What gets crafted in your games?


Pathfinder First Edition General Discussion

Sovereign Court

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Pathfinder Adventure Path Subscriber

One thing I always think about when handing out magic items is that somebody made that item. So I always mentally compare what I see handed out as loot to what is actually crafted by players. Usually I see the big 6, pearls of power, (edit: 1st level wands like clw), and a random smattering of scrolls being crafted. Then I think of this comic where someone crafts a Bag of Tricks and realize I'll probably never see anyone do that in a game.

So what items do you usually see crafted? Any odd items?


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I really haven't seen a lot of player crafting take place, pretty much just Weapons and Armor, Potions and Scrolls.

I cant think of ANY rings or staves being crafted.


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Other than potions (bonus feat for alchemists, witches can also take the Cauldron hex at 1st level) and scrolls (bonus feat for wizards), the number one item creation feat is Craft Wondrous Item (for three of the "big six," plus most of the "normal" magic gear such as boots of striding and springing/boots of speed, efficient quiver, handy haversack, etc.). After that, in order:

Craft Wand (especially healing)
Craft Magic Arms and Armor
Craft Rod (especially metamagic)
Forge Ring

Rarely, a character will take Craft Staff (generally a staff magus or a wizard qualifying for the Staff-Like Wand arcane discovery) or Craft Construct (only if the character is focused on that concept).


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My alchemist in a homebrew campaign realized at 5th level that he was the highest-level caster in several hundred miles. He learned Craft Magic Arms and Armor. Then the GM told me about the metal and lumber shortage so that the alchemist could not purchase any masterwork arms and armor to enchant, beyond what the party already had. In frustration, my 18-intelligence alchemist put his next level's skill points into Profession(Prospector) and found more metal ore himself. He became wealthy but without time for enchanting. He never made potions with his Brew Potion feat; instead, the infusion discovery to share extracts was sufficient.

In my Jade Regent campaign, the magus learned Craft Magic Arms and Armor, the sorcerer learned Craft Wondrous Items, and the oracle learned Craft Wand for The Hungry Storm module, which is about a three-month trip over the polar ice cap. I allowed them to craft at 1/4 rate late at night via Rings of Sustenance and to use scavenged magical materials from defeated magical creatures. The magus enchanted armor, the sorcerer made Cloaks of Resistance and Handy Haversacks, and the oracle put Cure Light Wounds, Cure Serious Wounds, and Resist Energy on wands.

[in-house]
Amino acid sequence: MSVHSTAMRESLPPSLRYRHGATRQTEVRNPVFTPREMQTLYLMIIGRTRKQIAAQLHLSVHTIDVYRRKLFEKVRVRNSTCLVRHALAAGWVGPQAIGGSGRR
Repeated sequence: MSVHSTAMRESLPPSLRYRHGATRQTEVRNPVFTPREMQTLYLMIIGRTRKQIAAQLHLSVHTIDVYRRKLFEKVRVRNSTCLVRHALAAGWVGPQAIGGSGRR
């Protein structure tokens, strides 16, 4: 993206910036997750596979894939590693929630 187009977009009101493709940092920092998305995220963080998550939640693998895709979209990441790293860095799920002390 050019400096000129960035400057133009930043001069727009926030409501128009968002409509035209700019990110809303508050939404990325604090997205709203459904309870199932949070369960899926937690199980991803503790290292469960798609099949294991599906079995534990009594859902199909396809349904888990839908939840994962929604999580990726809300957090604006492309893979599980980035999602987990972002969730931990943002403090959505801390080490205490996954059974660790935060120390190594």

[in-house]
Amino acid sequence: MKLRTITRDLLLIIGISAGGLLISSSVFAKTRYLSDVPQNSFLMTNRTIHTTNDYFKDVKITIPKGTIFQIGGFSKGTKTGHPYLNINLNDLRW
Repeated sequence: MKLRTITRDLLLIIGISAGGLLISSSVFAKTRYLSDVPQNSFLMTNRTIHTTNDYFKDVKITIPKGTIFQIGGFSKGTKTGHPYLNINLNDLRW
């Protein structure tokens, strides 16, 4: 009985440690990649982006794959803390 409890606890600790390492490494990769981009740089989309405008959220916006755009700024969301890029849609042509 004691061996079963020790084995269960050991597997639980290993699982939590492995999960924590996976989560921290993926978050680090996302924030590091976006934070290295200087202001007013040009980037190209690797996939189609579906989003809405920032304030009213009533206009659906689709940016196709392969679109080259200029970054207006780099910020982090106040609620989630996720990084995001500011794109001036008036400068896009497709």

In my Iron Gods campaign, the skald had Scribe Scroll from her class and learned Craft Wand to make wands of Cure Light Wounds and Snowball. The magus provided the spell for Snowball. The skald planned to enchant spells from her Spell Kenning ability onto wands, but has not had time to make high-level wands. The magus recently learned Craft Wondrous Item at 7th level but so far has made only a pair of Engineer's Workgloves. The fighter has taken a 3rd-party feat better than Master Craftsman that will let him learn Craft Magic Arms and Armor.

But for non-magical crafting, the gunslinger and the bloodrager in Iron Gods game have made their own firearms. The gunslinger with the help of a friendly repair drone (Leadership cohort) built functional low-level robots from scavenged parts (Leadership minions). And the party is restoring a small spaceship!


Virtually nothing. There aren't any classes that can craft anything magical except for the Bard, and it honestly would never occur to the player to do so.


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Often each player takes a crafting feat, especially in APs. It sucks to be at the whim of the leavings or the GM when your character is best suited to the use of certain items. Besides it's often fun to add crafter and tinker to the traits of a character.


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Pathfinder Adventure Path Subscriber

In my Kingmaker game two players have creation feats: wands, rings and wonderous items. Kingmaker is a bit atypical tough in so that it gives you years of time to craft. If the players do not abuse it creation can also get pretty funny and useful.


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Valet Familar + Craft Wondrous Item is the most popular in my games for Amulet of Natural Armor, Cloak of Resistance, Pearls of Power, Belts/Headbands of Stats, tasty tasty ioun stones, wayfinders, and Handy Haversacks.

My players usually buy their rings of protection and rings of sustenance.

Sometimes I see craft arms and armor but it is more rare.


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My witch has crafted toys for the children in Sandpoint following the events that keep screwing that place over in RotRL.

Oh, you mean stuff useful to characters. In that case, nothing, my group isn't very fond of the crafting rules. *shrug*


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Aside from the basics, one major use I have is doubling up in a slot.

I also have a crafted staff (CLW, Garden of Peril), Bead of Newt Prevention, Diadem of Inspiring Rule, Ring of Seven Lovely Colors, Ring of Mind Shielding & of the Sublime, Quickdraw Spined Mithral Shield +1 (& Fearless), Spring Loaded Wrist Sheath of Vigor, Vest of the Deep (chest), Charm +2 Skill(X), and a Quarterstaff of Entwined Serpents

The party has made an item of Make Whole, a Homunculus, a leshy, spider climb boots, lyre of building, and more.

/cevah


Everything. Both those listed in the Core and those not.
(The only exceptions being evil items. We do make those, we break them.)


Right now our cleric's getting ready to flex some potionmaking muscle; at least, he's building a quiet monastery to Irori in Sandpoint that the barbarian's trying to subtly redecorate as a Gorumite fortress. Said barbarian is actually the only other one out of the group (we also have a bard, a sorcerer, and a rogue) that's going for crafting; she made her MW greataxe herself, and is heading for Craft Magic Arms and (Not Any) Armour.


Almost nothing. Every now & then a potion will be brewed. We just don't spend a lot of time making our own items. We rely upon whatever we find & whatever we can trade for.